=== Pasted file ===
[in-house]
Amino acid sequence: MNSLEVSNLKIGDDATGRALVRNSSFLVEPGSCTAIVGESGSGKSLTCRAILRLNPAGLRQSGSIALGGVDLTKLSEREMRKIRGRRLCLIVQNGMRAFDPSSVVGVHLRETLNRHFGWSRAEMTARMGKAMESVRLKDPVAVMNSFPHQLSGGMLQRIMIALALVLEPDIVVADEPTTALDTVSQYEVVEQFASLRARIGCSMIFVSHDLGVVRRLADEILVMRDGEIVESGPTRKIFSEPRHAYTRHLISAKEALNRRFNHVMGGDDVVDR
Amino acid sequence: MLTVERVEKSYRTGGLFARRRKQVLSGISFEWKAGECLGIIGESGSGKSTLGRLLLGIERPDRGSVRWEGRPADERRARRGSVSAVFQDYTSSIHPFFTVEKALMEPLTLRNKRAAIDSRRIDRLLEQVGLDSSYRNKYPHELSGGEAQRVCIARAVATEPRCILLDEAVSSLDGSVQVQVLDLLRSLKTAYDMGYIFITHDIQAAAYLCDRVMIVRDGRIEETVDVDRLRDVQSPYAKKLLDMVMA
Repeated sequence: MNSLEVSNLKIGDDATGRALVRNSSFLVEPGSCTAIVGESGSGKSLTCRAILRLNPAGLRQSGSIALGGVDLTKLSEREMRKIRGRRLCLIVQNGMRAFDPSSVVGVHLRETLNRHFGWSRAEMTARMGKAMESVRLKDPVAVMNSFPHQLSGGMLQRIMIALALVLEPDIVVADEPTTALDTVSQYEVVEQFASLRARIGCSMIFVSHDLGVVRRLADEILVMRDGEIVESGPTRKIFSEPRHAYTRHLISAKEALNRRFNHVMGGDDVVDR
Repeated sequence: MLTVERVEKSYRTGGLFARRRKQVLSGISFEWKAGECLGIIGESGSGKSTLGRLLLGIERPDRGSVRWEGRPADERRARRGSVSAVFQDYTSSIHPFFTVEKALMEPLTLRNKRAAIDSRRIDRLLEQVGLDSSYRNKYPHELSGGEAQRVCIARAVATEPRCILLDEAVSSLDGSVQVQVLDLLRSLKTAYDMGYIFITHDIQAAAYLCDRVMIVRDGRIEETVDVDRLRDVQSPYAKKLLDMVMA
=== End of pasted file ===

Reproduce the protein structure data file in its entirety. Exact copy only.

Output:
[in-house]
Amino acid sequence: MNSLEVSNLKIGDDATGRALVRNSSFLVEPGSCTAIVGESGSGKSLTCRAILRLNPAGLRQSGSIALGGVDLTKLSEREMRKIRGRRLCLIVQNGMRAFDPSSVVGVHLRETLNRHFGWSRAEMTARMGKAMESVRLKDPVAVMNSFPHQLSGGMLQRIMIALALVLEPDIVVADEPTTALDTVSQYEVVEQFASLRARIGCSMIFVSHDLGVVRRLADEILVMRDGEIVESGPTRKIFSEPRHAYTRHLISAKEALNRRFNHVMGGDDVVDR
Amino acid sequence: MLTVERVEKSYRTGGLFARRRKQVLSGISFEWKAGECLGIIGESGSGKSTLGRLLLGIERPDRGSVRWEGRPADERRARRGSVSAVFQDYTSSIHPFFTVEKALMEPLTLRNKRAAIDSRRIDRLLEQVGLDSSYRNKYPHELSGGEAQRVCIARAVATEPRCILLDEAVSSLDGSVQVQVLDLLRSLKTAYDMGYIFITHDIQAAAYLCDRVMIVRDGRIEETVDVDRLRDVQSPYAKKLLDMVMA
Repeated sequence: MNSLEVSNLKIGDDATGRALVRNSSFLVEPGSCTAIVGESGSGKSLTCRAILRLNPAGLRQSGSIALGGVDLTKLSEREMRKIRGRRLCLIVQNGMRAFDPSSVVGVHLRETLNRHFGWSRAEMTARMGKAMESVRLKDPVAVMNSFPHQLSGGMLQRIMIALALVLEPDIVVADEPTTALDTVSQYEVVEQFASLRARIGCSMIFVSHDLGVVRRLADEILVMRDGEIVESGPTRKIFSEPRHAYTRHLISAKEALNRRFNHVMGGDDVVDR
Repeated sequence: MLTVERVEKSYRTGGLFARRRKQVLSGISFEWKAGECLGIIGESGSGKSTLGRLLLGIERPDRGSVRWEGRPADERRARRGSVSAVFQDYTSSIHPFFTVEKALMEPLTLRNKRAAIDSRRIDRLLEQVGLDSSYRNKYPHELSGGEAQRVCIARAVATEPRCILLDEAVSSLDGSVQVQVLDLLRSLKTAYDMGYIFITHDIQAAAYLCDRVMIVRDGRIEETVDVDRLRDVQSPYAKKLLDMVMA